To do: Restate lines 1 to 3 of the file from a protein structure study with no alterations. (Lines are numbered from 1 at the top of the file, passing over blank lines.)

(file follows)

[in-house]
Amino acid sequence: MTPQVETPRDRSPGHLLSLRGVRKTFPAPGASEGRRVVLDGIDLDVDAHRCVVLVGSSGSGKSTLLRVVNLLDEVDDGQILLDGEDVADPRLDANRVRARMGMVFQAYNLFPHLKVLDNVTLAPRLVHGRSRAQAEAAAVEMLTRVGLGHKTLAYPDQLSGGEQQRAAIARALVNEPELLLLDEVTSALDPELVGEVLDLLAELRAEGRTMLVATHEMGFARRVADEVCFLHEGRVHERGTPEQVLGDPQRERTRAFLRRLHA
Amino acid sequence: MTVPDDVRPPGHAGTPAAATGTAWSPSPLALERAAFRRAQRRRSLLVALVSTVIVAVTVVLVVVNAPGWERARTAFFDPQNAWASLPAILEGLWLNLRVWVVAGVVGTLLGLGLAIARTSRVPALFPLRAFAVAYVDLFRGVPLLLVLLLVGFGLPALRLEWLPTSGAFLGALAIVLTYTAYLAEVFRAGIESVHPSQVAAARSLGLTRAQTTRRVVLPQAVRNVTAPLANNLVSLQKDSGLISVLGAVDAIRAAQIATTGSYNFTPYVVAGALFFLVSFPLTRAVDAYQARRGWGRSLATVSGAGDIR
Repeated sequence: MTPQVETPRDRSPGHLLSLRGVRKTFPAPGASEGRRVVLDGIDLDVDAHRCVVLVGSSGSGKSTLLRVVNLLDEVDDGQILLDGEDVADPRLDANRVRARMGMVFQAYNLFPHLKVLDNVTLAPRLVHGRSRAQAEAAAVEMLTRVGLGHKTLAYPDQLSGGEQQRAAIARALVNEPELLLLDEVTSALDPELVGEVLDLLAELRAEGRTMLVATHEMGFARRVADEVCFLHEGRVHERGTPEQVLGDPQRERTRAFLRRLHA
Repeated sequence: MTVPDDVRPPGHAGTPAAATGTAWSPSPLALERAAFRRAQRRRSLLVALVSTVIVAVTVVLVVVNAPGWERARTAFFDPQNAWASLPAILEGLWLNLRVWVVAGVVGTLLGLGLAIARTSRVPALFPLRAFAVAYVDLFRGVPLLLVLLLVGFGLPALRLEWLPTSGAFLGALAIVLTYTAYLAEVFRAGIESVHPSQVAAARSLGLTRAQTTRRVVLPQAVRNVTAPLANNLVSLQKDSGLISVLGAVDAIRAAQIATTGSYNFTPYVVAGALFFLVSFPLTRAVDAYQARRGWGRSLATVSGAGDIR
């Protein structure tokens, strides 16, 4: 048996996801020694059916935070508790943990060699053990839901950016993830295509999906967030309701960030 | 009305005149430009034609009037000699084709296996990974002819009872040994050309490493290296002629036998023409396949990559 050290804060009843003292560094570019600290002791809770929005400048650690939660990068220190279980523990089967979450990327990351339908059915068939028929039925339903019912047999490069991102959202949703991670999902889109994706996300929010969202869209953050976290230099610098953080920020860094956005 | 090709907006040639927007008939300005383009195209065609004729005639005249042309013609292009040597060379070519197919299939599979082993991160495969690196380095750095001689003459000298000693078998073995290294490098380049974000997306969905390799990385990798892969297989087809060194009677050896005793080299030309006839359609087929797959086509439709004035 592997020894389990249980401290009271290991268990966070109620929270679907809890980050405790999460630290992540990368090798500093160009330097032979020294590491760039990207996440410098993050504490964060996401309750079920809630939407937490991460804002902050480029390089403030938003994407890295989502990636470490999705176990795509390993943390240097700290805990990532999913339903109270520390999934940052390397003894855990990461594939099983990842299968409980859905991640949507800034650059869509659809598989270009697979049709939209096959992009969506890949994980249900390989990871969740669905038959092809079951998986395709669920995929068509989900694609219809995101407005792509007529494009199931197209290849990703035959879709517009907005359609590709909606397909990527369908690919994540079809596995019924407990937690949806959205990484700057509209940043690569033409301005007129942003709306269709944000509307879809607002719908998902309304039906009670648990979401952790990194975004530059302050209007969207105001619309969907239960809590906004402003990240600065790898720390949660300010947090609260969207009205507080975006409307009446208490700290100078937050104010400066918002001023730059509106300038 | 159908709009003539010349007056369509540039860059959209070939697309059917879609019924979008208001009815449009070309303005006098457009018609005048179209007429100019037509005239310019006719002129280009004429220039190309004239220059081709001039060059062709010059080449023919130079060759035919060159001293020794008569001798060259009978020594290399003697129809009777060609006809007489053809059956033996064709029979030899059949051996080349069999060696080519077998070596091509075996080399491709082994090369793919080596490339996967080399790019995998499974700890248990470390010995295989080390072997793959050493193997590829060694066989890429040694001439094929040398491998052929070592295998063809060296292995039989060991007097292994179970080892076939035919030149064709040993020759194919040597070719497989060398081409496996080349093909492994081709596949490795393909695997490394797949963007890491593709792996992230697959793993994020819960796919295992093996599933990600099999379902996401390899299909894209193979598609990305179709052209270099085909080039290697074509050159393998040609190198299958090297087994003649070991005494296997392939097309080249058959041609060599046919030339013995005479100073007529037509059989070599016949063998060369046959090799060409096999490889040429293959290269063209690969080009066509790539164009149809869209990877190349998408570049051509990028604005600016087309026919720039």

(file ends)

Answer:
[in-house]
Amino acid sequence: MTPQVETPRDRSPGHLLSLRGVRKTFPAPGASEGRRVVLDGIDLDVDAHRCVVLVGSSGSGKSTLLRVVNLLDEVDDGQILLDGEDVADPRLDANRVRARMGMVFQAYNLFPHLKVLDNVTLAPRLVHGRSRAQAEAAAVEMLTRVGLGHKTLAYPDQLSGGEQQRAAIARALVNEPELLLLDEVTSALDPELVGEVLDLLAELRAEGRTMLVATHEMGFARRVADEVCFLHEGRVHERGTPEQVLGDPQRERTRAFLRRLHA
Amino acid sequence: MTVPDDVRPPGHAGTPAAATGTAWSPSPLALERAAFRRAQRRRSLLVALVSTVIVAVTVVLVVVNAPGWERARTAFFDPQNAWASLPAILEGLWLNLRVWVVAGVVGTLLGLGLAIARTSRVPALFPLRAFAVAYVDLFRGVPLLLVLLLVGFGLPALRLEWLPTSGAFLGALAIVLTYTAYLAEVFRAGIESVHPSQVAAARSLGLTRAQTTRRVVLPQAVRNVTAPLANNLVSLQKDSGLISVLGAVDAIRAAQIATTGSYNFTPYVVAGALFFLVSFPLTRAVDAYQARRGWGRSLATVSGAGDIR